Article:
IDEAS home Printed from https://ideas.repec.org/p/rtv/ceisrp/296.html
   My bibliography  Save this paper

The health care system reform in China: effects on out-of-pocket expenses and saving

Author

Listed:

Abstract

This paper aims at evaluating the impact of 1998 Chinese health care reform on out-of-pocket expenditure and on saving. Existing evidence on the results achieved by this reform in terms of reduction of out-of-pocket medical expenditures is still mixed and contradictory, and very little is known about the impact of these measures on the consumption and saving behavior of the Chinese population. To shed more light on this issue we use data collected by the Chinese Household Income Project (CHIP), through a series of questionnaire-based interviews conducted in urban areas in 1995 and 2002. Contrary to previous evidence, our ndings suggest that, once properly accounting for unobserved heterogeneity (health status), out-of-pocket medical expenses and saving rate are affected by the reform in a differentiated way. In particular, we find that out-of-pocket expenses increase more for individuals with poor health status and the saving rate increases only for individual with good health status.

Suggested Citation

  • Vincenzo Atella & Agar Brugiavini & Noemi Pace, 2013. "The health care system reform in China: effects on out-of-pocket expenses and saving," CEIS Research Paper 296, Tor Vergata University, CEIS, revised 22 Oct 2013.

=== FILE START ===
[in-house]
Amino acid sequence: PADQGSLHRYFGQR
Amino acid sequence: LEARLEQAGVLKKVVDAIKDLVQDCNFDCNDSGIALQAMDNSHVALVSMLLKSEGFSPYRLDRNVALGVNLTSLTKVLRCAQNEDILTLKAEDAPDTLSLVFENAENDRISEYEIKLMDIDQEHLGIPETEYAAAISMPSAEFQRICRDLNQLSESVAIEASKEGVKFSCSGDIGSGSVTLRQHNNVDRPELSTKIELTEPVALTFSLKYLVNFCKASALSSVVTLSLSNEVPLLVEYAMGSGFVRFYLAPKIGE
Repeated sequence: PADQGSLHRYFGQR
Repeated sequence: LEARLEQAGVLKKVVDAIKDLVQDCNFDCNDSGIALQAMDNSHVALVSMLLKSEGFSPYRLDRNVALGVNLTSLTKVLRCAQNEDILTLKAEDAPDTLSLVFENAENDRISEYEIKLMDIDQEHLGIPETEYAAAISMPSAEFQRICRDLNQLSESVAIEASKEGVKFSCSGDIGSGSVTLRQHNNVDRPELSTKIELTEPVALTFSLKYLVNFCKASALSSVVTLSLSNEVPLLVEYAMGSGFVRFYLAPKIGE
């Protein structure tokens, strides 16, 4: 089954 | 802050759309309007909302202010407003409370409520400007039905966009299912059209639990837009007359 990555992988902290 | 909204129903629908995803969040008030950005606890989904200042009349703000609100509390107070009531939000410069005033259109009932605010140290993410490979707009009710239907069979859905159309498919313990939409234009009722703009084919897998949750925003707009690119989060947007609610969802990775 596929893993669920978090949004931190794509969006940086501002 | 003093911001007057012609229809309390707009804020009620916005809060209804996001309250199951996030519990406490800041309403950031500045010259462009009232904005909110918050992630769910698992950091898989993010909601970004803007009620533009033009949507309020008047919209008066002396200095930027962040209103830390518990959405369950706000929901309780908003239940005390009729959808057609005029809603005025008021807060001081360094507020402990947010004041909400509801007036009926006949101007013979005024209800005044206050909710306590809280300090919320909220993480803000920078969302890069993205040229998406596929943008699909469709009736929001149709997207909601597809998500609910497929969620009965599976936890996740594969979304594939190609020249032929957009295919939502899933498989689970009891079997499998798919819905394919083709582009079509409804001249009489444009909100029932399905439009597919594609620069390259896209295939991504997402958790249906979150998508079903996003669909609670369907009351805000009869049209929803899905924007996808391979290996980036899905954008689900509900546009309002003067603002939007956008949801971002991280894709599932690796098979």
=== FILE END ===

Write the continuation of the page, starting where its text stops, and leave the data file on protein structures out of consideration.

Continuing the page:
• Handle: RePEc:rtv:ceisrp:296
    as

    Download full text from publisher

    File URL: ftp://www.ceistorvergata.it/repec/rpaper/RP296.pdf
    File Function: Main text
    Download Restriction: no

    Other versions of this item:

    References listed on IDEAS

    as
    1. Malhar S Nabar, 2011. "Targets, Interest Rates, and Household Saving in Urban China," IMF Working Papers 11/223, International Monetary Fund.
    2. Franco Modigliani & Shi Larry Cao, 2004. "The Chinese Saving Puzzle and the Life-Cycle Hypothesis," Journal of Economic Literature, American Economic Association, vol. 42(1), pages 145-170, March.
    3. Pudney, Stephen, 2008. "Heaping and leaping: survey response behaviour and the dynamics of self-reported consumption expenditure," ISER Working Paper Series 2008-09, Institute for Social and Economic Research.
    4. Aaberge, Rolf & Zhu, Yu, 2001. "The Pattern of Household Savings during a Hyperinflation: The Case of Urban China in the Late 1980s," Review of Income and Wealth, International Association for Research in Income and Wealth, vol. 47(2), pages 181-202, June.